Chris Rossell

Harley-Davidson Sportster Scrambling With Hugo Moto

Riding tricked-out Harley enduros on America’s best roads and trails

Racing down the damp gravel back roads of the Smoky Mountains, my knees were squeezing the steel gas tank as I tried to remember to keep my arms relaxed. The hole in my shin and the roadside repairs we made to the bike after my low-side the day before were distant thoughts as I focused only on the patch of ground in front of me and how to get through it. As we blasted by campers, four-wheeler drivers, and other riders on “more capable” bikes, we grinned behind our helmets as we heard their predictable response:

“Wait, s—t, those are Harleys?!” And then we would pull away as we climbed, ripped, and slid our way farther down the trail.

Over the course of two days riding in Tennessee, not only did I get a solid thrashing and a lesson in how terrible I was on dirt, I learned what it is about these bikes that drives people to Frankenstein them into everything from airplanes to submarines, and how Hugo Moto has figured out the recipe for wild, American-made enduro fun.

Harley-Davidson Sportster

Jason Smith on the HD2 Enduro from Hugo Moto.

Chris Rossell

I reached out to the Hugo Moto guys after seeing the preproduction version of the company’s World Tour kit—an all-inclusive package to change a Harley-Davidson Sportster into a trail-chomping enduro. After a quick conversation with Nico Danan, founder of Hugo Moto, he hipped me to the fact that Hugo had updated its World Tour kit to the new HD2 Enduro you see here. With a basic tool kit and some knowledge of how to use it, it should take only a couple of days to enduro your Sporty, especially since the parts are all bolt-on and don’t require cutting or welding.

The new Enduro kit comes with a long-travel front-end cartridge kit with compression adjustment, long-travel rear shocks with compression and preload adjustment, new aluminum wheels (18-inch rear, 21-inch front), SuperTrapp 2-1 muffler, new handlebar, chain conversion kit, peg relocation kit with relocation bracket, stainless steel Pro Moto Billet MX footpegs, chain tensioner, adjustable kickstand, aluminum shift arm, peg, and linkage, skid plate, front fender, rubber fork boots, Rekluse auto clutch, and high front fender kit. The bike I was riding had a few different components that were in R&D stages at the time, but for the most part everything listed is what you get.

Harley-Davidson Sportster

While a lot has changed, the underlying Sportster appeal is still strong in Hugo's kits.

Chris Rossell

After talking back and forth with Nico and Hugo’s president, Jason Smith, a plan was hatched for a visit to Tennessee to ride the new enduro with Nico, Jason, and the Hugo boys, as well as Scott Maddux, owner of Smoky Mountain Harley-Davidson, and his crew.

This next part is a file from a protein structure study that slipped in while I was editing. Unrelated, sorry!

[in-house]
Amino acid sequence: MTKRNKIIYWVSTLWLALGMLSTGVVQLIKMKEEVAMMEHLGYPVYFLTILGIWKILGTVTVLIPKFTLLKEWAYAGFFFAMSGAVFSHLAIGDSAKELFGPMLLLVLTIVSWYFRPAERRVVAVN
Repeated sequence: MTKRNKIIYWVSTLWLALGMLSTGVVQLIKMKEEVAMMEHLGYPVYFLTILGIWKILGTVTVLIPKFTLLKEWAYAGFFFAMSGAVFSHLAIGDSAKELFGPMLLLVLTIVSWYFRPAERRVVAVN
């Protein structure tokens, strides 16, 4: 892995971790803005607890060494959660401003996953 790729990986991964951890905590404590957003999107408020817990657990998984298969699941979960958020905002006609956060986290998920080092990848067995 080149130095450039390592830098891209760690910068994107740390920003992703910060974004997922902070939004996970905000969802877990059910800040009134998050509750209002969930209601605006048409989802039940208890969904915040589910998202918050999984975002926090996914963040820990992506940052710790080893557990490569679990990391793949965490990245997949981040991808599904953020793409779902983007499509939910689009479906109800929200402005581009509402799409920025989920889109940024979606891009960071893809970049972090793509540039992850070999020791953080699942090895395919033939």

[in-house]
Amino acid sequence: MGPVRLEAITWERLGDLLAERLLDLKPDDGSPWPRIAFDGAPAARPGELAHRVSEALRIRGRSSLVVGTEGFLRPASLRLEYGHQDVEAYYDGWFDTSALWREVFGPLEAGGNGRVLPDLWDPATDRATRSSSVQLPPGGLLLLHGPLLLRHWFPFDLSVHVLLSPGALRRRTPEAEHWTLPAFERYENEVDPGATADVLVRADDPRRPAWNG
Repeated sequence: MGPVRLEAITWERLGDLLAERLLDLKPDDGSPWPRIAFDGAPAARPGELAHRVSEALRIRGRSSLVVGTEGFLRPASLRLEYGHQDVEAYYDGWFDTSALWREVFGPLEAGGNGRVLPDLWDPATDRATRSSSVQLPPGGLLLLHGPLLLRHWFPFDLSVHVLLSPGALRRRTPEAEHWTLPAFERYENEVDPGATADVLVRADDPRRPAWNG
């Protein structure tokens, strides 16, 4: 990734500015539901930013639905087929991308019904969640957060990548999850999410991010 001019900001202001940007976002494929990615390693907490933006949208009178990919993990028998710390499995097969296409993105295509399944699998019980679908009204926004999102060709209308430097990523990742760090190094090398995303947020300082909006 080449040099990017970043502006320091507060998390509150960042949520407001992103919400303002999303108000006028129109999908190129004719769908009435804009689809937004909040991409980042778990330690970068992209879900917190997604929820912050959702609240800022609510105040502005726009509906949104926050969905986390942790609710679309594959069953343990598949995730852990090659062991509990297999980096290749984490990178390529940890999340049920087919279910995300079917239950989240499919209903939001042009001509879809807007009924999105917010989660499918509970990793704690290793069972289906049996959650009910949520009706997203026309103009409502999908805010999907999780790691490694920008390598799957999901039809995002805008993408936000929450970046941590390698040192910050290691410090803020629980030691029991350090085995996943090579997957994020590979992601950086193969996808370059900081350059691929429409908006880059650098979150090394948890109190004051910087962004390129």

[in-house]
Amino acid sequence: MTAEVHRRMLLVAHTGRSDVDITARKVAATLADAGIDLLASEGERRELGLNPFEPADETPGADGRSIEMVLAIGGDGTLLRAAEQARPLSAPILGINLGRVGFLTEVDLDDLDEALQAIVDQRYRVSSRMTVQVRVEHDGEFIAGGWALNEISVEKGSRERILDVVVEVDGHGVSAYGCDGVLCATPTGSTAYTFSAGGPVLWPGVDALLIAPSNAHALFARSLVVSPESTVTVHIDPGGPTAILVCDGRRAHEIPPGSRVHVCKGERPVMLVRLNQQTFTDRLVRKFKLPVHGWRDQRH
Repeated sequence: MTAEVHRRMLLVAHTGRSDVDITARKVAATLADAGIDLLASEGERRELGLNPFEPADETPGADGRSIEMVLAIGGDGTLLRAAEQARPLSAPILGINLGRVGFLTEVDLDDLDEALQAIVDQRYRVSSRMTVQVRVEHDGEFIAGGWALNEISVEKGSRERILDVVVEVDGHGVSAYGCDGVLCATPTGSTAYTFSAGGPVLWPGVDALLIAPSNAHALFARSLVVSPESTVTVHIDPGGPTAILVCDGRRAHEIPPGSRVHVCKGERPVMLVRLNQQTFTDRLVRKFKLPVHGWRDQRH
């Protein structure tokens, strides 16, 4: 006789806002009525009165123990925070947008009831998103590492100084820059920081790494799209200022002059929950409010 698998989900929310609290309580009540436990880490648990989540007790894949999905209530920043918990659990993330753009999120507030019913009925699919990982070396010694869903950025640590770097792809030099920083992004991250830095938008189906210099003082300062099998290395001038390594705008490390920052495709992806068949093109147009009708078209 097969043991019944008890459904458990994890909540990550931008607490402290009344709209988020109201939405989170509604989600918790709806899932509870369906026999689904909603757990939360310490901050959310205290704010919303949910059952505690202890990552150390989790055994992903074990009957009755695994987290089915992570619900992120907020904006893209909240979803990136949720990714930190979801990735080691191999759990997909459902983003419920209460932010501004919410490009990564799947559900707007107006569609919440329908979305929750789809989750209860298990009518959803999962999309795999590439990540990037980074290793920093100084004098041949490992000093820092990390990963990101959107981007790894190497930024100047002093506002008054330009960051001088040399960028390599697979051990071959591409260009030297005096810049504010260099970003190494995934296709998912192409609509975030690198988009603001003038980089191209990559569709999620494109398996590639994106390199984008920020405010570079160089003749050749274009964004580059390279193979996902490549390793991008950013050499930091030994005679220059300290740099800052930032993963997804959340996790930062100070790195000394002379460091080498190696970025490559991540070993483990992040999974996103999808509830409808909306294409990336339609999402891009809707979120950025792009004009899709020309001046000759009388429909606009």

Maddux can whip a Sportster through rough terrain faster than just about anyone I’ve ridden with (or behind, more accurately). And he was no stranger to scramblers since Smoky Mountain H-D had been building them for years. In fact, Smoky Mountain H-D helped Hugo develop its own scrambler kit by setting Hugo straight with proper ratios for suspension and wheels. “When we started the company, we only had the World Tour kit, an adventure kit,” Nico says. “We created the Scrambler kit following in the footsteps of the Smoky Mountain H-D scramblers, and we called the first one the Black Dragon SMHD Scrambler kit.”

The Hugo Enduro kit runs an 18-inch rear wheel with a 21-inch front, making it a little easier to hop over obstacles or cross rough terrain but sacrificing a little on-road handling. We would all have the opportunity to ride them on some of the best roads in the United States, with guys who knew them like the backs of their hands.

Of course, I was going to get slaughtered.

Harley-Davidson Sportster

There's not a lot of terrain the HD2 Enduro can't overcome.

Chris Rossell

It was wet in Tennessee, but not rainy. The perfect bit of weather to make riding a challenge, with puddles in the shadowy corners, but not miserable and soaking wet the entire time. We would leave the dealership and ride through some of the famous roads in the area, such as Tail of the Dragon and the Rattler, before we eventually headed onto the mud, sand, and gravel roads that followed various rivers and streams through the Smoky Mountain backcountry.

Riding the enduro, I liked how the tall 21-inch front tire found its way through the muddy sections and deeper dirt, but still felt myself drifting a little farther to the back of the group. I was determined to stay with them, and by the end of the day—battered, bruised, and ready for some of that “white lightnin’ ” these mountains are known for—I was officially hooked on Hugo’s Enduro kit.

Thanks for showing me some of that down-home Southern hospitality, riding the back roads of the epic Smoky Mountains.